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Report calls on brands, retailers to make sustainable packaging a priority

Report calls on brands, retailers to make sustainable packaging a priority
Food brands and grocery stores aren't doing enough to reduce their waste, according to a new report on sustainable packaging that cites the growth of pouch packaging and grab-and-go food as contributors.

Few big retailers, food brands or fast food restaurants are adequately reducing the amount of waste they and the products they sell produce, according to a new report by advocacy group As You Sow and the National Resources Defense Council.

“Most companies have not sufficiently prioritized packaging source reduction, recyclability, compostability, recycled content and recycling policies,” the authors write. For the report, they surveyed 47 large companies including McDonald’s, Starbucks, Coca-Cola, PepsiCo, General Mills and Unilever.

Many of the brands included, it seems, could take a few notes from smaller companies in the natural space that have made sustainable packaging a priority.

“Brands need to step up and commit to on-site, front-of-house recycling,” the authors say. “Back-of-house recycling of readily recyclable materials like corrugated boxes should be standard procedure at all quick service restaurants immediately, as it is relatively easy to implement.”

In the grocery and consumer packaged goods space, one trend that’s contributing to the problem, the groups say, is the increasing popularity of flexible pouch packaging, which is not typically recyclable. Organic bottled tea company Honest Tea, now part of Coca-Cola, gets a shoutout in the report for exploring a shift to aseptic cartons for its Honest Kids juice.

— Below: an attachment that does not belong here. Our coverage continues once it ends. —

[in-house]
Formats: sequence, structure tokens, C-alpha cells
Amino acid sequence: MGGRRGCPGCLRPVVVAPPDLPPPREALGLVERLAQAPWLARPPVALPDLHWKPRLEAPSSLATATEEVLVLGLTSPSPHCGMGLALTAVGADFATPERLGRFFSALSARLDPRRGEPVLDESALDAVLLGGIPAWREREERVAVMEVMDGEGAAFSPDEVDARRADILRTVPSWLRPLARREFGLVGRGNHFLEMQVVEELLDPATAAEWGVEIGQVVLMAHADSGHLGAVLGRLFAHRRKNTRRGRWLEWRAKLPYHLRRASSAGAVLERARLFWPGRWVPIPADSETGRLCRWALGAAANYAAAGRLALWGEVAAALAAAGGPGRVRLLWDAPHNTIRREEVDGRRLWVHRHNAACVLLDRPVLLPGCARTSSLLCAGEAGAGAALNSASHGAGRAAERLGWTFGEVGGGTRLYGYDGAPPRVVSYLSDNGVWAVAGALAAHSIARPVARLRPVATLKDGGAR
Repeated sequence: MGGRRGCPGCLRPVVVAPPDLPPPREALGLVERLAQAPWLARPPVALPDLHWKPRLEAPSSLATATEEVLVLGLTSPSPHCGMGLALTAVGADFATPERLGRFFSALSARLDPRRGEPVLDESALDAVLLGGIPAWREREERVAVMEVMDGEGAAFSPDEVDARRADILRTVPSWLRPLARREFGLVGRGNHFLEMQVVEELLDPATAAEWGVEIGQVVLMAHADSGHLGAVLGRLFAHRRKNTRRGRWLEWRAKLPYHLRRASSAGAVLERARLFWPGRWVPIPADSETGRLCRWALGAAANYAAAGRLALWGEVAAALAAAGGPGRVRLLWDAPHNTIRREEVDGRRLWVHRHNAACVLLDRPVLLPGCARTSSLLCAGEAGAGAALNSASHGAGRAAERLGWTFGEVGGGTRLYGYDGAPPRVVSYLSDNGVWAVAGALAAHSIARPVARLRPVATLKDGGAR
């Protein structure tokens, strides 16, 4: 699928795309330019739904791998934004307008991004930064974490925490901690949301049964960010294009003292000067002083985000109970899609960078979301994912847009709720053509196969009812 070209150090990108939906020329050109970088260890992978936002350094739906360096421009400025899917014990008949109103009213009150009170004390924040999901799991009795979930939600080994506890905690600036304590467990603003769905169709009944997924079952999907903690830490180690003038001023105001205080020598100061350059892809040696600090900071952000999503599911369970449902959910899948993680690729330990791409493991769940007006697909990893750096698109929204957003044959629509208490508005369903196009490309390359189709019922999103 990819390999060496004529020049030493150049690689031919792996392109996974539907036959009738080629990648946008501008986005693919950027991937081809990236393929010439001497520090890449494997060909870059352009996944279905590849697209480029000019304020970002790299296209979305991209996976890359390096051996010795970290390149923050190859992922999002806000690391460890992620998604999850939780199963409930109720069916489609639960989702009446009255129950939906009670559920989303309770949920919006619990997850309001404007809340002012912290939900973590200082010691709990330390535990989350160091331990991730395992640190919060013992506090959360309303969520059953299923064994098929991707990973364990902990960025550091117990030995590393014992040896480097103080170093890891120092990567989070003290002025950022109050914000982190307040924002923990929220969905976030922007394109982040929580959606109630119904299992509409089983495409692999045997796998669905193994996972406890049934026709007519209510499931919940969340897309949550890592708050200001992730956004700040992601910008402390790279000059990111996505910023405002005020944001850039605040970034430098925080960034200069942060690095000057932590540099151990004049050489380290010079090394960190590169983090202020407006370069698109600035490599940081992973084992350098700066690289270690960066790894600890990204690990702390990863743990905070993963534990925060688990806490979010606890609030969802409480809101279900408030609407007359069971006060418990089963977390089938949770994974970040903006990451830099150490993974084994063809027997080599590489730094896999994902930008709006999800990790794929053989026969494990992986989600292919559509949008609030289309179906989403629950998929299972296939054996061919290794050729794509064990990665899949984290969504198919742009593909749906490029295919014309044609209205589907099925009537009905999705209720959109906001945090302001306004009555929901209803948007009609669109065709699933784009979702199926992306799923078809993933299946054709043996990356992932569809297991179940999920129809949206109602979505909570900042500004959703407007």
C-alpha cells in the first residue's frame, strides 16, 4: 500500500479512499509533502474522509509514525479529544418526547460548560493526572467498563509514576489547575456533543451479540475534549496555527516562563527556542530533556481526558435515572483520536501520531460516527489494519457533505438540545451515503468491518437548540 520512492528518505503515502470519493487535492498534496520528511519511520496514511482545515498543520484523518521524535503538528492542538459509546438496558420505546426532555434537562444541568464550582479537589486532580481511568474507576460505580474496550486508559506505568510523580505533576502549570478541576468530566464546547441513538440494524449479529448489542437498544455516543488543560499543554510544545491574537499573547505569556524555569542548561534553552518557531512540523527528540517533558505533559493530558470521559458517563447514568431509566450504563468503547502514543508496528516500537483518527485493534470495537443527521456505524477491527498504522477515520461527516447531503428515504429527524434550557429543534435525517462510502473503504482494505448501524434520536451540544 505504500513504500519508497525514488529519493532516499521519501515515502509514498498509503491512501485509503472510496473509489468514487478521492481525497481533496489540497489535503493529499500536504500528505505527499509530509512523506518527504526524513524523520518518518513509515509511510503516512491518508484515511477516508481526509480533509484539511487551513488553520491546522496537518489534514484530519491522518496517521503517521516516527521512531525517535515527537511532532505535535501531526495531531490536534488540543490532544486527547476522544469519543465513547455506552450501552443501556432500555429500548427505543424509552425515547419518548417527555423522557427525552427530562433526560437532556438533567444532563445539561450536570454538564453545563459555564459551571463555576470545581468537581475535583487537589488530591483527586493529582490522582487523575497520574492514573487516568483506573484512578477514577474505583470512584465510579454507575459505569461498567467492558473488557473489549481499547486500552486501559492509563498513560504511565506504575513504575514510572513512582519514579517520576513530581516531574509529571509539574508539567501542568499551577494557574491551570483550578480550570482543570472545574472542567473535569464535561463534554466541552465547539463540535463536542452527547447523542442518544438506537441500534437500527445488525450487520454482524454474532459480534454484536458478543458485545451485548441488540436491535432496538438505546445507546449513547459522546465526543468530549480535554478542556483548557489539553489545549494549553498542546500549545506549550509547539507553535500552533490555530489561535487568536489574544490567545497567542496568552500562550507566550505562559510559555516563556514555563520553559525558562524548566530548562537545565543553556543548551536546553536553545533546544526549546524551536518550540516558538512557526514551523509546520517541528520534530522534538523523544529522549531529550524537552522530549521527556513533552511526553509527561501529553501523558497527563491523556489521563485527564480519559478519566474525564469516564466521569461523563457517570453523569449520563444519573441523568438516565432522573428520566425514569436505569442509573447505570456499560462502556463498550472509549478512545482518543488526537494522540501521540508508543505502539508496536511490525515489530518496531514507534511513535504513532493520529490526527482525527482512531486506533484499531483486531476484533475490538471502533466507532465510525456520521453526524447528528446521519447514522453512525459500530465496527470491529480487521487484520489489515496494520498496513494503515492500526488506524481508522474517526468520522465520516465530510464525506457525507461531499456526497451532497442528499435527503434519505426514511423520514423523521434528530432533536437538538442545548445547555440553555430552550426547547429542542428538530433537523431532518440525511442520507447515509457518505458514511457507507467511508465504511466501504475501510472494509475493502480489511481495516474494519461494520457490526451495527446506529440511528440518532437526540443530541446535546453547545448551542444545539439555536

The authors offer a few key action items for brands:

  • Measure the problem by disclosing production figures, because what is measured can be managed.
  • Prioritize end-of-life disposal during the product design process.
  • Become actively involved in the development of state-level producer responsibility mandates that would spread responsibility fairly among brands.

Retail stores can also have a significant impact, too. The report recommends:

  • Promoting sales of reusable bags through smart product placement and reduced cost.
  • Placing reminders on shopping carts and doors to encourage shoppers to bring their own bags.
  • Offering incentives for shoppers to bring a reusable bag.
  • Shipping produce in reusable plastic containers instead of corrugated and waxed-cardboard boxes.

Read the full report here.


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